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Influence of Heavy Snow on the Feeding Behavior of Japanese Macaques (Macaca Fuscata) in Northern Japan

Authors

  • HIROTO ENARI,

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    • Satoyama Science Research Center, Faculty of Agriculture, Utsunomiya University, Utsunomiya, Tochigi, Japan
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  • HARUKA SAKAMAKI-ENARI

    1. Satoyama Science Research Center, Faculty of Agriculture, Utsunomiya University, Utsunomiya, Tochigi, Japan
    2. The United Graduate School of Agricultural Sciences, Iwate University, Morioka, Iwate, Japan
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Correspondence to: Hiroto Enari, Satoyama Science Research Center, Faculty of Agriculture, Utsunomiya University, 350 Minemachi, Utsunomiya, Tochigi 321-8505, Japan. E-mail: h_enari@hotmail.com

Abstract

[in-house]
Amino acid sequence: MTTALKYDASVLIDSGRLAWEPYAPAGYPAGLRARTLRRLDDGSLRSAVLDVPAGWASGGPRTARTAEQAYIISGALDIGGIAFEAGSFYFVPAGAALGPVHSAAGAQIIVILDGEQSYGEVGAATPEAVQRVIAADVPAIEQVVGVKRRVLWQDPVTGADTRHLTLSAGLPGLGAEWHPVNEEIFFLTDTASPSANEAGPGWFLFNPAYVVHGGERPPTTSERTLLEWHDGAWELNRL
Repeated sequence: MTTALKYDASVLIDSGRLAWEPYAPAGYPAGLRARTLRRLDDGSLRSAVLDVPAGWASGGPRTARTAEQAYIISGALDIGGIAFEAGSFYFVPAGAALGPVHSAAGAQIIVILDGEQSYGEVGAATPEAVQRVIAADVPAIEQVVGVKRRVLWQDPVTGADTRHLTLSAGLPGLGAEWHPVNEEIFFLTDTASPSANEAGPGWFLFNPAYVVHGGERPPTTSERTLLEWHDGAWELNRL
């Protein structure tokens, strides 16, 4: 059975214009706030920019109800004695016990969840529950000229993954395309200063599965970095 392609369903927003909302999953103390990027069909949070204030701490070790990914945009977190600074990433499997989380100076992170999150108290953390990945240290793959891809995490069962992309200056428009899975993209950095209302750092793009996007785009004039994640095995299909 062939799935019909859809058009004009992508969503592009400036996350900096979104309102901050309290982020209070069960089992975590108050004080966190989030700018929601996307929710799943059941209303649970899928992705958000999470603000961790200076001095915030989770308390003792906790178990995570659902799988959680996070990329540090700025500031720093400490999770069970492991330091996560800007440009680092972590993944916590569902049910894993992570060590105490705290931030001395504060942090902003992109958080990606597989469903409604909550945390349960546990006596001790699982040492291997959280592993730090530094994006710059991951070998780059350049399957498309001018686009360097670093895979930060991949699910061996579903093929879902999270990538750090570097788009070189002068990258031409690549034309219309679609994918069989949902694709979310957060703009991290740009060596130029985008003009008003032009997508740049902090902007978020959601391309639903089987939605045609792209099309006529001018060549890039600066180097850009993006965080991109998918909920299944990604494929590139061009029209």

Natural disasters can degrade primate habitat and alter feeding behavior. Here, we examined the influence of unusually heavy snow on diet and feeding-site use by Japanese macaques (Macaca fuscata) in northern Japan. To compare the winter-feeding behavior under different snow conditions, we recorded the plant species foraged on by macaques in multiple transects of the Shirakami Mountains from 2008 to 2012 (excluding 2011). We used cluster analysis to describe foraged plant assemblages, and applied multiple dimensional scaling and decision tree modeling to evaluate annual variation in feeding-site use by macaques. Our cluster analysis revealed five types of foraged plant assemblages. The proportion of each type present in transects varied considerably across the years, indicating that the diet of macaques in heavy snow conditions was influenced more by resource accessibility than by preference. Multiple dimensional scaling and decision tree modeling demonstrated that heavy snow conditions restricted feeding-site use. Moreover, the distribution of refuges relative to severe external ambient environments was a stronger limiting factor for feeding-site use than was the availability of food resources. While most primate species facing unexpected starvation employ risk-prone foraging tactics (i.e., choosing the option with higher pay-off by accepting risk), Japanese macaques have a tendency to adopt risk-averse foraging behavior (i.e., minimizing energy loss when searching for preferred diet items under long-lasting heavy snow conditions), because winters with temperatures below freezing have higher thermoregulatory costs. Am. J. Primatol. 75:534-544, 2013. © 2013 Wiley Periodicals, Inc.

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